Saturday, December 19, 2009

Growing Power of Iraqi Kurdistan Could Backfire on Tehran

Iran's strategy to break Iraq into three component territories, and to dominate those territories in order to reduce regional opposition and to gain unfettered access to Syria and the Mediterranean as a result of the Western invasion of Iraq in 2004, has had profound success. The country is now, at best, a federation, with elements of a slide toward confederacy or even the breaking away of some territory. Iran dominates, and will increasingly dominate, the Shi'a controlled central heartland and the Government of Iraq, particularly when US and Coalition forces depart. Iraq's northern, and predominantly Kurdish, region is now virtually an independent state. It is certainly an autonomous state.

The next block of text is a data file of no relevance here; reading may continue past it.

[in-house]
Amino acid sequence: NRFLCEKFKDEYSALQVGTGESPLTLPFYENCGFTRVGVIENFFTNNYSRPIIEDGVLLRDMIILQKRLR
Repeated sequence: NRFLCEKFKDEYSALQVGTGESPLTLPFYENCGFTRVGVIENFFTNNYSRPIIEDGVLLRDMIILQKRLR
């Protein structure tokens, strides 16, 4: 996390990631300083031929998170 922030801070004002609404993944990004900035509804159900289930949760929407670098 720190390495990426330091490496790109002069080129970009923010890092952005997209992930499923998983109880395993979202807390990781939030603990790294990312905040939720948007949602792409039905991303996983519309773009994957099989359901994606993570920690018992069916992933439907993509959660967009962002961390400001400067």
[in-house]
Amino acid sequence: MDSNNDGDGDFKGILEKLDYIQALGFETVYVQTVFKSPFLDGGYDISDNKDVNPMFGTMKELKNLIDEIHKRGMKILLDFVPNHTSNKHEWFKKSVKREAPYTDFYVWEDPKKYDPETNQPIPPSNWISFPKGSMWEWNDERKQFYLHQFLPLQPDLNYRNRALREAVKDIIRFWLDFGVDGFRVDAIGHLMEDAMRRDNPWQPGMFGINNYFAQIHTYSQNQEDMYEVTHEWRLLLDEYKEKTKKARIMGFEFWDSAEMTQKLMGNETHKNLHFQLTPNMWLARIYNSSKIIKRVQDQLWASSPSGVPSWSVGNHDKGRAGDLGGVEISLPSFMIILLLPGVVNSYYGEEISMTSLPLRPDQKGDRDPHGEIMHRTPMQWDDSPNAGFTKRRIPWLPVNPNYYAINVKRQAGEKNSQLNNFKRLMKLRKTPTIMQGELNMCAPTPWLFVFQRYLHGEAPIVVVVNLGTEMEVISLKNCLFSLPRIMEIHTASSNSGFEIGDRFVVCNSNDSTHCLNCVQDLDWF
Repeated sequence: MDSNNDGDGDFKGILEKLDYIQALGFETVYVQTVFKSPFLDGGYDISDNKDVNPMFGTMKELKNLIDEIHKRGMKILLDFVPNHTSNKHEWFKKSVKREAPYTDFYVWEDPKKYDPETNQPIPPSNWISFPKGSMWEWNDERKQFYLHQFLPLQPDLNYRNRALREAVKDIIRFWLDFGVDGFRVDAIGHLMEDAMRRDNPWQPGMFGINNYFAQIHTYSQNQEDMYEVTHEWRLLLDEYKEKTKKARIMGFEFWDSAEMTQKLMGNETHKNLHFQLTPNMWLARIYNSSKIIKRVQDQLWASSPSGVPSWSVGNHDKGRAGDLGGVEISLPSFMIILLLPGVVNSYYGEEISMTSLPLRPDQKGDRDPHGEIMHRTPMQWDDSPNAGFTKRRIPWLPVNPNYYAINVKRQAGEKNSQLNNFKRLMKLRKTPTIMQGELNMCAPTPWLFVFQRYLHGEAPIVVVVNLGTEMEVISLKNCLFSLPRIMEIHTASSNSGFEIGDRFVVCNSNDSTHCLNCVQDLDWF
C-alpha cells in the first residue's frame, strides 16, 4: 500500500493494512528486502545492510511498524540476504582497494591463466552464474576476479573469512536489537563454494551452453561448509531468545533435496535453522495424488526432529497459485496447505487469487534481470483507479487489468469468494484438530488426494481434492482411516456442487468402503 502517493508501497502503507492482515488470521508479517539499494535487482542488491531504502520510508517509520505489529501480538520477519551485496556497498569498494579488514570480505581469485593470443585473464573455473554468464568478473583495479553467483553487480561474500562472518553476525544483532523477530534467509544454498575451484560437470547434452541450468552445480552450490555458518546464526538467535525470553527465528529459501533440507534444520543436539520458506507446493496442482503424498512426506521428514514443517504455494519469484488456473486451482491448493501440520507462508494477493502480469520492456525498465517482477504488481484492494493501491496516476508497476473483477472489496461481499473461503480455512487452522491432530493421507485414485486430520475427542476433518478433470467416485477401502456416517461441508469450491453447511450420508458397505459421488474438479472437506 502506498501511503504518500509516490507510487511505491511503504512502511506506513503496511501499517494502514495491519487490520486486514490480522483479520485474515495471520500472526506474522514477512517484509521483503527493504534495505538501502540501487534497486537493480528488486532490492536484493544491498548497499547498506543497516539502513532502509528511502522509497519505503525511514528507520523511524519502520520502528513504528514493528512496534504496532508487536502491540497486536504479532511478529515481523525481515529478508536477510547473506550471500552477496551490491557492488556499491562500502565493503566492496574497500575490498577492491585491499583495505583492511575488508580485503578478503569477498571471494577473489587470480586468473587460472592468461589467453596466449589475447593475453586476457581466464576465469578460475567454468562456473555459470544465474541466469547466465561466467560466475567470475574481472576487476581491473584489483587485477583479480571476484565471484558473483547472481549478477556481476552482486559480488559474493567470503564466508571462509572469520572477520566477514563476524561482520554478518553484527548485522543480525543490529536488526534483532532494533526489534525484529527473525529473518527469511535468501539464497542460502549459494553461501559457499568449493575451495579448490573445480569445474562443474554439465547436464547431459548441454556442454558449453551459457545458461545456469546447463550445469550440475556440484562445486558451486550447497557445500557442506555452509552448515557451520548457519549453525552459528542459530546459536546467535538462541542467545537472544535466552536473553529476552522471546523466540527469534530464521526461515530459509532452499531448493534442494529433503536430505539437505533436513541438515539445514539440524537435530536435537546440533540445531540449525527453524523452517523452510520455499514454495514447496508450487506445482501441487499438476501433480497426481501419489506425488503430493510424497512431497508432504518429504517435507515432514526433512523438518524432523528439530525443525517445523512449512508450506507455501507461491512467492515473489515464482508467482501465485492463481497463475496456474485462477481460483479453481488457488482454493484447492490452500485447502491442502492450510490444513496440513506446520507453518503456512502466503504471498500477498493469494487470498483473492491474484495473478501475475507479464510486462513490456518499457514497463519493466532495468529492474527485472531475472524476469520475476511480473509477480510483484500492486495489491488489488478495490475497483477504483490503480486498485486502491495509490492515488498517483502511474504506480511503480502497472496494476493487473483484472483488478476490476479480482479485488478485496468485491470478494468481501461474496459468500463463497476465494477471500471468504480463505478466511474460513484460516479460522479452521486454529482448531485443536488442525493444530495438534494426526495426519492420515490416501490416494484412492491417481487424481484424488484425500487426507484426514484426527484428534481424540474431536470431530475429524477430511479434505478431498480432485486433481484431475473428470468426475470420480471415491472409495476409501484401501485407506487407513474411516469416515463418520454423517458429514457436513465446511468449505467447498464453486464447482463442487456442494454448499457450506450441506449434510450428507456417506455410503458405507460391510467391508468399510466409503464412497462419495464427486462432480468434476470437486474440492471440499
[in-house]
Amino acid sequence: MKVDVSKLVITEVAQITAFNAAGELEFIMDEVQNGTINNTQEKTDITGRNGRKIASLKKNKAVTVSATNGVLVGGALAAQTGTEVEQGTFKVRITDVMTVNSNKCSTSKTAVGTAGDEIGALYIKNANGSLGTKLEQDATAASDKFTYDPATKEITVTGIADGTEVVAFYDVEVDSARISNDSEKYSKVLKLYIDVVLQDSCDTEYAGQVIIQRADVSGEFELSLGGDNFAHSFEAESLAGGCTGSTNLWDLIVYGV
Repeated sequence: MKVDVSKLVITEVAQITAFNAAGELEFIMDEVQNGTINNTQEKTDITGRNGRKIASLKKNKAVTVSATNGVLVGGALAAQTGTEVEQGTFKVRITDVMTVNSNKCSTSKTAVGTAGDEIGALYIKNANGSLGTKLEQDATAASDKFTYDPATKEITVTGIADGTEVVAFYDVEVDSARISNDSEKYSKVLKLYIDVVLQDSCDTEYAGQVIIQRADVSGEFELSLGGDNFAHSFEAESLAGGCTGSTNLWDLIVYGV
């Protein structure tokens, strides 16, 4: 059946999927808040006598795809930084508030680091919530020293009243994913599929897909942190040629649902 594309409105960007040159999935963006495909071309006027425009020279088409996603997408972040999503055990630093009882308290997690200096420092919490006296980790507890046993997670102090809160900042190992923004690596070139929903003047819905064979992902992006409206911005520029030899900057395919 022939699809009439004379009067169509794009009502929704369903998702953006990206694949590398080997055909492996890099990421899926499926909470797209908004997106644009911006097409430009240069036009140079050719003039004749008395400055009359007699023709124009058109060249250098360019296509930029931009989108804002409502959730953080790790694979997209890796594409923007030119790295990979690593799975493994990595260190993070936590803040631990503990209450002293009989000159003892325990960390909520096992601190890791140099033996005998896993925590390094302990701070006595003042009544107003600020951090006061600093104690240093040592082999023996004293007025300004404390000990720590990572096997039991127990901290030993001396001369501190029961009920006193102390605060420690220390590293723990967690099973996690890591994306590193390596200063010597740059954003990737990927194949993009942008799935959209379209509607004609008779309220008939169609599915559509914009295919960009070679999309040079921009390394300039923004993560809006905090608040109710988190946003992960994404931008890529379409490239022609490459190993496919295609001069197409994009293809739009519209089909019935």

And yet the solution which Tehran sought, the break-up of Iraq, may hold more problems for it than a unified Iraq, as the modern Iraqi state was created under British tutelage in 1922. Indeed, the Kurds, who had been financially swayed by both Baghdad and Tehran for decades, may feel sufficient strength that the foundations of a sovereign state can be laid. That sovereign state would, as the Iraqi Kurds have made clear — have aspirations on territory inside Iran, in Syria, and, significantly, Turkey (and possibly Azerbaijan and Armenia). In that respect, the Turkish-Iranian-Syrian rapprochement could not have come at a more propitious time. This reality, too, fuels the momentum in Ankara toward phasing out its strategic relationship with Israel. A Turkey-Armenia-Iran arrangement would help curtail Kurdish dreams of unity (even though the Kurdish tribes have historically been anything but trusting of each other, in many respects). And, fueling Ankara's concerns has been the heavy Israeli commercial involvement in the.....Read the entire article.

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